Grow these cool-season vegetables and herbs to extend your garden's harvests in spring and fall. This list of vegetables includes seasonal vegetables, green vegetables, non-starchy vegetables, winter vegetables, green leafy vegetables, fall vegetables and more.View Slideshow
Transforming an unsightly slope or mound in your backyard into a colorful rock garden is easy when you chose the right plants. These amazing, low-maintenance ground huggers don't mind poor soil but do need good drainage to survive. Here's a list of our top plants for rock gardens.View Slideshow
A garden rich with food sources and nesting sites is an ideal year-round habitat for songbirds. Cotoneaster, viburnum, and other shrubs produce fruits that are relished by birds throughout the growing season. Coneflowers and black-eyed Susans offer their seedheads in fall. This garden can be planned around an existing shade tree in place of the October Glory maple. It includes plants for both sun and shade.
This garden plan calls for low-lying, colorful plants with a mixture of blooming dates to last you the whole year through -- bergenia, primrose, iris, snow-in-summer, Icelandic poppy, Delta and Nonstop pansies -- ranging in colors of blue, pink, yellow, white, and lavender. Plant your garden in full sun and watch your ajugas, phlox, and arabis bloom in the spring while the pansies and the Icelandic poppy bloom all year.
This plan is much like the Spring Rock Garden, only for summer. Add rocks from big to small, colorful to plain. This garden includes perennials such as snow-in-summer in a bright white as well as Dusseldorf Pride thrift in pink, Septemfida bentian in blue, and Sunray coreopsis in a happy yellow. Plants range in height from a half foot to a foot and a half still standing low to the ground.
Capturing the old-fashioned charm of an English cottage garden, this border planting is lush, colorful, and full of familiar favorites, such as hollyhocks, roses, daisies, and peonies. In true cottage-garden style, it mixes perennials, shrubs, and bulbs. One section of the garden hugs the house's foundation, and a rose-covered arbor leads to the side yard. If you place this garden in a corner where there is no need for a walk-through arbor, you may eliminate the arbor and flagstone path and, in their place, plant another 'Annabelle' hydrangea or a 'Miss Kim' lilac. Plant this garden where is receives at least six hours of sun daily.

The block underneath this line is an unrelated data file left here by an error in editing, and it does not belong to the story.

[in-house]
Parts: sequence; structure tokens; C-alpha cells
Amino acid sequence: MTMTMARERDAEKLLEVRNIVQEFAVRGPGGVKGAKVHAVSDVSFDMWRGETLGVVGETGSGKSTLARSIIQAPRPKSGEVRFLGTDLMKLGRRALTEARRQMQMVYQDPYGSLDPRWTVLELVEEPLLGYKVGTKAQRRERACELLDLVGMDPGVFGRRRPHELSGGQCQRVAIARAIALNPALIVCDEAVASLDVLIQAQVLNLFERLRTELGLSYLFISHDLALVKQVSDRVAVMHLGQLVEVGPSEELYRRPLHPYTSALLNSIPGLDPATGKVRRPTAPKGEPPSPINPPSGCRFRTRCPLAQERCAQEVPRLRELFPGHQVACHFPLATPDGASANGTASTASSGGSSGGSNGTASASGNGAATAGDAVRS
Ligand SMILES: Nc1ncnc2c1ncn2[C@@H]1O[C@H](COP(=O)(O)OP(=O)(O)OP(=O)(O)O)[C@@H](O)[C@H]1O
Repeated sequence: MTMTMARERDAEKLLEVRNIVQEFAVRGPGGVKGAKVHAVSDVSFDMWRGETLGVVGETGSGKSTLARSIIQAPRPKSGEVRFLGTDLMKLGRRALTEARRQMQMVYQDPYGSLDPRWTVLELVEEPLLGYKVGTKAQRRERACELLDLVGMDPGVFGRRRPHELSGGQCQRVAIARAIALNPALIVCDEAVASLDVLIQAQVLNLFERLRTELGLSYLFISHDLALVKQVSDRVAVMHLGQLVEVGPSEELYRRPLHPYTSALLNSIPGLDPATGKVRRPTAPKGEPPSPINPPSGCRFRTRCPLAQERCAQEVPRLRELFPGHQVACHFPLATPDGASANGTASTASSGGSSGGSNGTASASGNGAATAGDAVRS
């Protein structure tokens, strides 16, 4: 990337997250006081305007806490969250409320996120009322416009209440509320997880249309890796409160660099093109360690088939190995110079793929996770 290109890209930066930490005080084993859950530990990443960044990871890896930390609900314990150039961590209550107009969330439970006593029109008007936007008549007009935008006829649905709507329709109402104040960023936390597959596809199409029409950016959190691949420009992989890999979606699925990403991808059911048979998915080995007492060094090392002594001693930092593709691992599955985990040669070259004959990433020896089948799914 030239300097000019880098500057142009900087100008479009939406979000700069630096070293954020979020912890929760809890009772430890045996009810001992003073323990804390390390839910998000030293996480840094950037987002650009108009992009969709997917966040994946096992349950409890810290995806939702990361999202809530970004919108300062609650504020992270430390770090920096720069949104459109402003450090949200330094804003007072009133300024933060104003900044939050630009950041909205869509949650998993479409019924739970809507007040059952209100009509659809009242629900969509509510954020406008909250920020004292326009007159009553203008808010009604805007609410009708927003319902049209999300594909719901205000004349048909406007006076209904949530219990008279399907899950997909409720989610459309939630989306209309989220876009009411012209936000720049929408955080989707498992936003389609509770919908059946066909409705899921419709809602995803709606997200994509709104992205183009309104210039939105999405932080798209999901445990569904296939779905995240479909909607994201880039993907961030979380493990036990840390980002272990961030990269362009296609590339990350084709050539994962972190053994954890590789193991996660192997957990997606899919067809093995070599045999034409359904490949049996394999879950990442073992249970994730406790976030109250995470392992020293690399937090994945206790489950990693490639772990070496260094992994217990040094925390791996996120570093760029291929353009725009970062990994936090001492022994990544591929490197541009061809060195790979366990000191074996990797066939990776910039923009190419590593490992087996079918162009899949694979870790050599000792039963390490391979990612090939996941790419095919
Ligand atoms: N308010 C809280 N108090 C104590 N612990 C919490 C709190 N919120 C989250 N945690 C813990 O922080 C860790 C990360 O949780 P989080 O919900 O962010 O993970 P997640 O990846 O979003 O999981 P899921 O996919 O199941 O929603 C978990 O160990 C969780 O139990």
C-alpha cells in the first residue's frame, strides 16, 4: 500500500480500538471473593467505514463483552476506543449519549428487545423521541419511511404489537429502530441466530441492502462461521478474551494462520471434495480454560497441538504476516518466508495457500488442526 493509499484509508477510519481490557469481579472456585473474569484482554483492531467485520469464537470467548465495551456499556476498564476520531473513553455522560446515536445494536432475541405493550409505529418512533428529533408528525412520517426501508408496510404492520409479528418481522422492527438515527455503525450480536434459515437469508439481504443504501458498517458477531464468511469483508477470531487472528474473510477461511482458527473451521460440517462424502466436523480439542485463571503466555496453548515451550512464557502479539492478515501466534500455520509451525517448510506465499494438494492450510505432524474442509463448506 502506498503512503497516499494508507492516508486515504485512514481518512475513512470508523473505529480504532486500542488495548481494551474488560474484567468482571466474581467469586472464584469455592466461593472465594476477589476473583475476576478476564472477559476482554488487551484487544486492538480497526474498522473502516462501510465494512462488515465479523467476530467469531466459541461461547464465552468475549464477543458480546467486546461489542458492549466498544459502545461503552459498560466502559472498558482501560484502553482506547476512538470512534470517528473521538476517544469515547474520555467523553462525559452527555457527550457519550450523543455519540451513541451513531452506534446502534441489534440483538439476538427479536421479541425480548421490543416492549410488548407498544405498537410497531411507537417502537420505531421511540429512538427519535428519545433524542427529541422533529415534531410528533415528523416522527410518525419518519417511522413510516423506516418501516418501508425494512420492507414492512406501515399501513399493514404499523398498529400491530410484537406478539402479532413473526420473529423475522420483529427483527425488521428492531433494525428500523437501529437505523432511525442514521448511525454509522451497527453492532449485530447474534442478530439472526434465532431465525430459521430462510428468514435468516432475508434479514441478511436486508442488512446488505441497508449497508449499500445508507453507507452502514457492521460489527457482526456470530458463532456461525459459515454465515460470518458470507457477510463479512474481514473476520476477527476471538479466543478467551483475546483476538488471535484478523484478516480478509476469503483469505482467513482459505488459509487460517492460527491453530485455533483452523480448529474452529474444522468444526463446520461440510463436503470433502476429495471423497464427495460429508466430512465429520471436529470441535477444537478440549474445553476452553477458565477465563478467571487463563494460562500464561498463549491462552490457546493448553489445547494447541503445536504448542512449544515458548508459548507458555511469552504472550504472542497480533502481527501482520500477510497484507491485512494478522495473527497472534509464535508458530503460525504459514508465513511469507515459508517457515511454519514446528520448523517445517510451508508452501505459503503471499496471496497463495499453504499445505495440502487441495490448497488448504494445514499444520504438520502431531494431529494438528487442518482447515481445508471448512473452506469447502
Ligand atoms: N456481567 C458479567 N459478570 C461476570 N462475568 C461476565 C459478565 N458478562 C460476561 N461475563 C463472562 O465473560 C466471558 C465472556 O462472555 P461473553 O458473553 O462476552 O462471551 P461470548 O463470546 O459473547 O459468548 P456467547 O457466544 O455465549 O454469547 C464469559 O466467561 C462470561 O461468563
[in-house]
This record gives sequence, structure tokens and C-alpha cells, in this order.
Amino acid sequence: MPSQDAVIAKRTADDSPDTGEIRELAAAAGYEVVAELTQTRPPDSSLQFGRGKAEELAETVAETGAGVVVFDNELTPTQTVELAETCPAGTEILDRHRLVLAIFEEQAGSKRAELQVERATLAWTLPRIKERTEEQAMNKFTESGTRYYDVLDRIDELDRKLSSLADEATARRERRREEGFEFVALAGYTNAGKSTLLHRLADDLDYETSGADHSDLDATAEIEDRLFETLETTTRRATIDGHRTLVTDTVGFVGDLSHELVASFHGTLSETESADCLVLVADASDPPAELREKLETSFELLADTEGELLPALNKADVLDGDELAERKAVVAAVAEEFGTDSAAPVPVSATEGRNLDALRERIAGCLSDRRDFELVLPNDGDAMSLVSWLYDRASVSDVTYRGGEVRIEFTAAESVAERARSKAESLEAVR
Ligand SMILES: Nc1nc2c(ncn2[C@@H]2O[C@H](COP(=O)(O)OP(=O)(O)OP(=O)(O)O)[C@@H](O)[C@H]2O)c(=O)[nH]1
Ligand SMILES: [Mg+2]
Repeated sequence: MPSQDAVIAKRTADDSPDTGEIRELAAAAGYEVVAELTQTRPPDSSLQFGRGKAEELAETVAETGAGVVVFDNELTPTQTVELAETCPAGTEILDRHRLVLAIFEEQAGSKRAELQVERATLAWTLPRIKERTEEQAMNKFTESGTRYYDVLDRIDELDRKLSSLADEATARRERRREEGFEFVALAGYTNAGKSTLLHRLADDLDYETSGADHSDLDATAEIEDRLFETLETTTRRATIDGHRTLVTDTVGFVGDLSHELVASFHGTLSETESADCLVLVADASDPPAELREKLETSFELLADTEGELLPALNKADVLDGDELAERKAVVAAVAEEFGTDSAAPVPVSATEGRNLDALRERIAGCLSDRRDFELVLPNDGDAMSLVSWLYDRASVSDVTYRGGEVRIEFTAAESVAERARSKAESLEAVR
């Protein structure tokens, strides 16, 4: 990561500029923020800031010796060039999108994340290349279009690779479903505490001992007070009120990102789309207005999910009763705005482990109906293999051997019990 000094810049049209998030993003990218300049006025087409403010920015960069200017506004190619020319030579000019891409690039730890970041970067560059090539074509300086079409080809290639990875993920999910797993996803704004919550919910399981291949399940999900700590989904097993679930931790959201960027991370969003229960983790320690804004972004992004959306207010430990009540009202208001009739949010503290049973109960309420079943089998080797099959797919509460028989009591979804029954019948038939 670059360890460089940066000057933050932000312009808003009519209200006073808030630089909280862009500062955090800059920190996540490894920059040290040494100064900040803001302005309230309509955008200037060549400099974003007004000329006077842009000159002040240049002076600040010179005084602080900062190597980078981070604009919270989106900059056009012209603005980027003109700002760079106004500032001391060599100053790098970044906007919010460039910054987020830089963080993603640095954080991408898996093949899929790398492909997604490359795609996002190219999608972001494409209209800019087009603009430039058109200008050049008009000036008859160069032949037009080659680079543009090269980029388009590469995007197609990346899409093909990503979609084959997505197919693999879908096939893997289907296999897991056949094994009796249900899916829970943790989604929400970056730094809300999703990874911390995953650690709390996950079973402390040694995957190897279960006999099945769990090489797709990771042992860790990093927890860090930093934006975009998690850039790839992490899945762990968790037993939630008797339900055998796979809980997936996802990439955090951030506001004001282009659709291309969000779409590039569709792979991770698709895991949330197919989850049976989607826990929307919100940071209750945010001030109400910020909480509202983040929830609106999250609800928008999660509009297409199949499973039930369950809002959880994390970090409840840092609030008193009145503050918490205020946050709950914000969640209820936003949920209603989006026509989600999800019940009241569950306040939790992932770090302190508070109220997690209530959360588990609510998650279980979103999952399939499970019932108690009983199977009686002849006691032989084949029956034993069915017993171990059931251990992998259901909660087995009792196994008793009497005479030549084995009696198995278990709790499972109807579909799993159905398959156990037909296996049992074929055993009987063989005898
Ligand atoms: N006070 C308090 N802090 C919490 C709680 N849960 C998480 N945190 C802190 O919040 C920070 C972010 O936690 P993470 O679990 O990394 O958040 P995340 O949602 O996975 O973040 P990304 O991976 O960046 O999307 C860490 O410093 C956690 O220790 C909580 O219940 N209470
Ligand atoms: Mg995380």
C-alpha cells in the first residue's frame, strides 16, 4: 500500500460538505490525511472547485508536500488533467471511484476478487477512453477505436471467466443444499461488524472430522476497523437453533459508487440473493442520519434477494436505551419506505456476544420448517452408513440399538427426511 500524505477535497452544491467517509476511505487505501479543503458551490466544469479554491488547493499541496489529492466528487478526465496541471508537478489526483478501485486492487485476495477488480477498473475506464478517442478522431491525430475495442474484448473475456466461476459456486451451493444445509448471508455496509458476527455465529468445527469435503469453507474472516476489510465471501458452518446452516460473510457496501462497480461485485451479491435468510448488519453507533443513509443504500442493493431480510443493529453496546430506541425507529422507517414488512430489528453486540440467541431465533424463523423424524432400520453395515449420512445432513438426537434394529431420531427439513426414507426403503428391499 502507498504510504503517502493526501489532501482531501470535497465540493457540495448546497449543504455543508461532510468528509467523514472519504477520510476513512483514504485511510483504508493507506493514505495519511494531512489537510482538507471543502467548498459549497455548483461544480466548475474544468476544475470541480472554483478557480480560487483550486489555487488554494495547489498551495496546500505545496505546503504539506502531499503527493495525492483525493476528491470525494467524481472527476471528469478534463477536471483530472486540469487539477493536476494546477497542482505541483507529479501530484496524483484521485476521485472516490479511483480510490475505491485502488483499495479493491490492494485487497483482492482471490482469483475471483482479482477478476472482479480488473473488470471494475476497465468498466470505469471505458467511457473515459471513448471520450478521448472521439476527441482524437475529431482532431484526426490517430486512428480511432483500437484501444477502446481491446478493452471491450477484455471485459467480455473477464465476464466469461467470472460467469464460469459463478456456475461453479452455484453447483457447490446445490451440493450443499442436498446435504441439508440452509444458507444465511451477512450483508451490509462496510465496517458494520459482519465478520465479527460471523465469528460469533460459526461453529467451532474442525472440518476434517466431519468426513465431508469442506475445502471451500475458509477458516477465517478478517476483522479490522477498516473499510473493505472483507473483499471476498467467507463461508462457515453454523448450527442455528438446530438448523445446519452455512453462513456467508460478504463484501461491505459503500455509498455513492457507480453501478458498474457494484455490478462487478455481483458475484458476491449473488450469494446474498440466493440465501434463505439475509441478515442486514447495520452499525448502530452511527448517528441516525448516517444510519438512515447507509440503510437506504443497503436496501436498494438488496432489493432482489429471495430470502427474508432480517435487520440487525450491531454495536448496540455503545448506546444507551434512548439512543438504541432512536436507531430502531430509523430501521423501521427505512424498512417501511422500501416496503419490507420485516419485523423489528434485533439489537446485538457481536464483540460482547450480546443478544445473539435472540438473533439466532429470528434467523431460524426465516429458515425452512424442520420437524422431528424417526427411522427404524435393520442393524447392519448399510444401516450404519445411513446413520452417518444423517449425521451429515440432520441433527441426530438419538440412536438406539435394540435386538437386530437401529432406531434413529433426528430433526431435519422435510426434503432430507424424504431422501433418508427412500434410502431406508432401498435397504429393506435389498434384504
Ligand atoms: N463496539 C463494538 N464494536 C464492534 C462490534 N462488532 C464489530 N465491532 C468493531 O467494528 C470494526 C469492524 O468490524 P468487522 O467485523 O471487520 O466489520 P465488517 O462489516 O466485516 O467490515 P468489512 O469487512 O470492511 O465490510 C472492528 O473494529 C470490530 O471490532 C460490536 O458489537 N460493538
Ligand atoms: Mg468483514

First impressions are important! This entry garden greets your guests with beauty in all four seasons. A fragrant viburnum, evergreen boxwoods, and a small flowering tree create the backdrop for long-blooming perennials. Across the walk, annual flowers and spring bulbs mingle in a narrow strip. Your own front walk may not match the shape of this curved walkway, so feel free to adapt the plan to your front yard's configuration. This garden needs a half day or more of sunlight, making it suitable for houses that face east, south, or west.
The addition of flowers brings life to an unimaginative row of shrubs and turns the front walk into a garden path. Low-growing potentilla, a ground cover, is tucked between the existing foundation shrubs. A variety of bulbs and perennials, many with long, blooming seasons, fill a bed on the other side of the walk. The curving edge of the flower bed softens the angularity of the concrete walk. Give this garden six hours or more of sun daily.
Start with a large sunny border and get ready to have some fun with color. This garden plan consists of an arrangement of several perennials and annuals. The colors vary from grays and whites to pinks, yellows, reds, lavender, and blue. Lounge in the sun and enjoy your sweet williams, achilleas, Shasta daisies, veronicas, rhubarb, bachelor's buttons, marigolds, and verbenas.